Quora Hack Exposed 100 Million Users. Should You Care? When you Google "What are the most used social apps in India?," Quora ranks among the top 10
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Quora, the website that has gained its popularity owing to the umpteen questions that find answers on it helped by users worldwide, was hacked on November 30. A 100 million users' data was stolen by a third party. The more interesting quotient about the hack was that it didn't raise as many eyebrows.
When Quora sent an email to its users stating some user data was compromised by a third party who gained unauthorized access to its systems, users knew their account and user information, ex name, email, IP, user ID, encrypted password, user account settings, personalization data were compromised.
At a time when feeling secure online has become challenging owing to the recent breaches, namely the hotel group Marriott International Inc that led to the theft of personal data of a whopping 500 million customers and another one of Facebook that saw hackers gain unauthorized access to more than 30 million accounts, the Quora hack comes across as another massive one. But the furore is subdued, and that makes one wonder – Do people really care about Quora?
Is Quora Important to Anyone?
When you Google "What are the most used social apps in India?," Quora ranks among the top 10 social networking apps. A go-to place for all kinds of questions that are asked, answered, edited, and organized by its community of users in the form of opinions has won Quora this popularity.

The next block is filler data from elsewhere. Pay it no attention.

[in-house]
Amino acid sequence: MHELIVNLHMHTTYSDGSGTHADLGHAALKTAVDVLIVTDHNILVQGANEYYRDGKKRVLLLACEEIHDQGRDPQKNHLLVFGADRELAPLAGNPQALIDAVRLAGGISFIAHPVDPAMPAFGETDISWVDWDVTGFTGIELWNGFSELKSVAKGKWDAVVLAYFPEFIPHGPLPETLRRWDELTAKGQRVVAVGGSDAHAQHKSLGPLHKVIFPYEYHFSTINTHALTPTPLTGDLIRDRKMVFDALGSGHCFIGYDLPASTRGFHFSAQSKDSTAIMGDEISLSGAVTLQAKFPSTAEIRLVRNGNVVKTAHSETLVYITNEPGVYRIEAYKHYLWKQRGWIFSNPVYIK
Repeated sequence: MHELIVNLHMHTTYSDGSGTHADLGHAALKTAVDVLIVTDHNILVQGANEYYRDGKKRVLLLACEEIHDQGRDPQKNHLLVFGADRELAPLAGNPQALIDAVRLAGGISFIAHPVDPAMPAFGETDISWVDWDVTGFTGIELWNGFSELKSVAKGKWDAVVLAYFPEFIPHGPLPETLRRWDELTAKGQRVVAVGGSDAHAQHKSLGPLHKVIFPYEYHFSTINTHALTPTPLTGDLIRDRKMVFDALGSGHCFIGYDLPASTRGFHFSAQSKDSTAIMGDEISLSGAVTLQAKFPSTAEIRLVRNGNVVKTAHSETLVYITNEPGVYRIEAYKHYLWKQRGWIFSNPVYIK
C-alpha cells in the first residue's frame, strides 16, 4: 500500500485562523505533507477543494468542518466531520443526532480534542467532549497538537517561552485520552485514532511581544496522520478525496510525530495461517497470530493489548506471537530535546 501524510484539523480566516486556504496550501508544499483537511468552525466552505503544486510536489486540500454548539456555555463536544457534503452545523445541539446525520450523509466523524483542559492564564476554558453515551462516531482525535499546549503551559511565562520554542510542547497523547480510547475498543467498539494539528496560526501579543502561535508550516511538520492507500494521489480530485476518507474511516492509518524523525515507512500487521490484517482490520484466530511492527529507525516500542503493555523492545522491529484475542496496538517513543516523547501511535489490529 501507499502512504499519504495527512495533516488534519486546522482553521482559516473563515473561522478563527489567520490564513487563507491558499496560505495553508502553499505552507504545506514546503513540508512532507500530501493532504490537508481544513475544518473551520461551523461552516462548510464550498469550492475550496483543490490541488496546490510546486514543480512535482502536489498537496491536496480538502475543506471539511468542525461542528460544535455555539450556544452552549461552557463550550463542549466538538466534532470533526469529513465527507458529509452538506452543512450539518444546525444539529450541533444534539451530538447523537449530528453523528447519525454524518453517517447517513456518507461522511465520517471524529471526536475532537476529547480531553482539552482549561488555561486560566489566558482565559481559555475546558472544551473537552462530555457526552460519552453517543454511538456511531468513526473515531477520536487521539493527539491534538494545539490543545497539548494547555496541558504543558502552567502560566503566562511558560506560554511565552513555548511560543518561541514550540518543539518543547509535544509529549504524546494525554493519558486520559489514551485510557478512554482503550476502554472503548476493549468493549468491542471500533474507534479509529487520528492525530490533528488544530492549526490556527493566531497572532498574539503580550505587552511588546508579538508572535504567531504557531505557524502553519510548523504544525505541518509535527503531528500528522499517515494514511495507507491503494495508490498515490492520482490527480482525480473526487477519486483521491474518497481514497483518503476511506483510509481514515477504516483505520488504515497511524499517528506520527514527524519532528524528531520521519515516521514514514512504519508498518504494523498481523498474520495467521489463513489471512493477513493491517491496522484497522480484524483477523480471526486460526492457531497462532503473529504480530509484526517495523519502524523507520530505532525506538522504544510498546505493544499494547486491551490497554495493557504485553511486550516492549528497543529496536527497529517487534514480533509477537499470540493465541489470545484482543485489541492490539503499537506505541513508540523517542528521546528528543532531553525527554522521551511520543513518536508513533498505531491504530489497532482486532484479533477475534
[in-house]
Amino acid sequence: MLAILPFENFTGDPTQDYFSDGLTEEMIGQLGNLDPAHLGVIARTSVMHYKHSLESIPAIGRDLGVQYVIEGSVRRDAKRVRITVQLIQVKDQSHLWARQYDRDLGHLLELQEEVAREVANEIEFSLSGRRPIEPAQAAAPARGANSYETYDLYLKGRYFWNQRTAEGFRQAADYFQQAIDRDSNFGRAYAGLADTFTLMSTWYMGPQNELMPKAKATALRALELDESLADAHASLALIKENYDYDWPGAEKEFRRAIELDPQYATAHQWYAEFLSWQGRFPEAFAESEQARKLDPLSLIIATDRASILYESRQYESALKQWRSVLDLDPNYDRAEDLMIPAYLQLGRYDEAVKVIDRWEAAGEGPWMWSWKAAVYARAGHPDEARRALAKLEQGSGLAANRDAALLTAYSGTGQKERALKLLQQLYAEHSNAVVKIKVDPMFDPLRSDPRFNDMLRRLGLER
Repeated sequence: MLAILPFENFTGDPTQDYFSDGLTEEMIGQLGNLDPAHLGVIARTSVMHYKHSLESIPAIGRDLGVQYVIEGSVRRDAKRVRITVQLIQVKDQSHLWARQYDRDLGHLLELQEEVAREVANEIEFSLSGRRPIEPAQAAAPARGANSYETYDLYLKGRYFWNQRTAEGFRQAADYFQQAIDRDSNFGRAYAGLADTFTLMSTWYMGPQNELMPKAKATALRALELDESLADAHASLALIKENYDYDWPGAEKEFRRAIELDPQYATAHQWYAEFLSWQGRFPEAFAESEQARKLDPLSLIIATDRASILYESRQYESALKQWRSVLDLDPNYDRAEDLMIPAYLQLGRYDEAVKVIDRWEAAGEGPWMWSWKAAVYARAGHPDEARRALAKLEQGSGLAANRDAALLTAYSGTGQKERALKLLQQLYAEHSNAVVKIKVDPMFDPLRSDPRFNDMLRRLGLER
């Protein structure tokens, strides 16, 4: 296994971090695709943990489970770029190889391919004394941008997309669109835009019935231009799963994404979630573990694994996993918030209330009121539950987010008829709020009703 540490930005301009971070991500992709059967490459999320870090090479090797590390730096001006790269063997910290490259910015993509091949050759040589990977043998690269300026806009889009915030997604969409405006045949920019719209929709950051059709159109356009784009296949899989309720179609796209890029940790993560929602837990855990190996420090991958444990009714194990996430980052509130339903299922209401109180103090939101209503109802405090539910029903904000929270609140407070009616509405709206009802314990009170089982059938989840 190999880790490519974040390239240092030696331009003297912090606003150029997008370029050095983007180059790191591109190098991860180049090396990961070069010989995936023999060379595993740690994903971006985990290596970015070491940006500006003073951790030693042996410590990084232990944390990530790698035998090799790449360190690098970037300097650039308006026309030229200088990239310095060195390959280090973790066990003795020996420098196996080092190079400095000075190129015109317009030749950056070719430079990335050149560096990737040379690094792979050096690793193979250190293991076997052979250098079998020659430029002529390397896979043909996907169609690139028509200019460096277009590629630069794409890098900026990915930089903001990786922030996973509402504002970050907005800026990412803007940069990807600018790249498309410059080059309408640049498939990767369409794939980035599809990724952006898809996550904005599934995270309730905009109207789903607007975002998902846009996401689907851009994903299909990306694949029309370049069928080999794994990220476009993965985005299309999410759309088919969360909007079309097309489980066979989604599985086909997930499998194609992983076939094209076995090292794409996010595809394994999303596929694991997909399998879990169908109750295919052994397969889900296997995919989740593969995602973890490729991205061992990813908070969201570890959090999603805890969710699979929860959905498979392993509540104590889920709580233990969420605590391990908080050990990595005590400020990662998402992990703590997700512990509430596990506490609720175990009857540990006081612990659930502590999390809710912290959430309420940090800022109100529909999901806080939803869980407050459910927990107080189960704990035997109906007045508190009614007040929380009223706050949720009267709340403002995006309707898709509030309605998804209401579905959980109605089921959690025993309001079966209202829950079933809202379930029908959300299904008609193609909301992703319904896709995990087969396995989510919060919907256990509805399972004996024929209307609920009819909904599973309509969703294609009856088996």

Tilak Shrivastava, a marketer at German SaaS company ITyx Solutions, says people do care about Quora. But most importantly, people share limited data in the form of text on Quora. Hardly any visual data is shared on Quora, so less headache," says Shrivastava.
He feels the furore over the hack hasn't picked up as people are bothered about it but less vocal.
Joydeep Das, a service marketing specialist and brand consultant, too believes the effect of the Quora hack would be known only after some time.
However, he does not think the Quora hack will be an issue as it hardly deals with any personal information. "The main problem lies with the data linked with associate sign-in accounts since one can login there using other renowned social media sites like Facebook or so. So far there is no clarity on that front," says Das.
Data Protection is Vital
Quora in its email to users took onus of the hack and said the company recognizes that in order to maintain user trust, it needs to work very hard to make sure this does not happen again.
Karim Benaissa, the co-founder of the France-based Invitly, a networking app that enables professionals to meet through invites, thinks data protection is crucial.
"The fact that the answers provided within Quora are just opinions, I would not like to know that a third party got access to my account," says Benaissa.
Benaissa feels the Quora hack is different from the Facebook one considering Facebook is used by billions of users so when 80 millions of accounts have been hacked most of us got the feeling that this could have happened to us too."Quora is definitely not Facebook just if we compare the number of users so as usual people really care about something which speaks to them," thinks Benaissa.
California-based Quora has assured its users that the company is continuing to work very hard to remedy the situation, and it hopes over time to prove that it are worthy of user trust.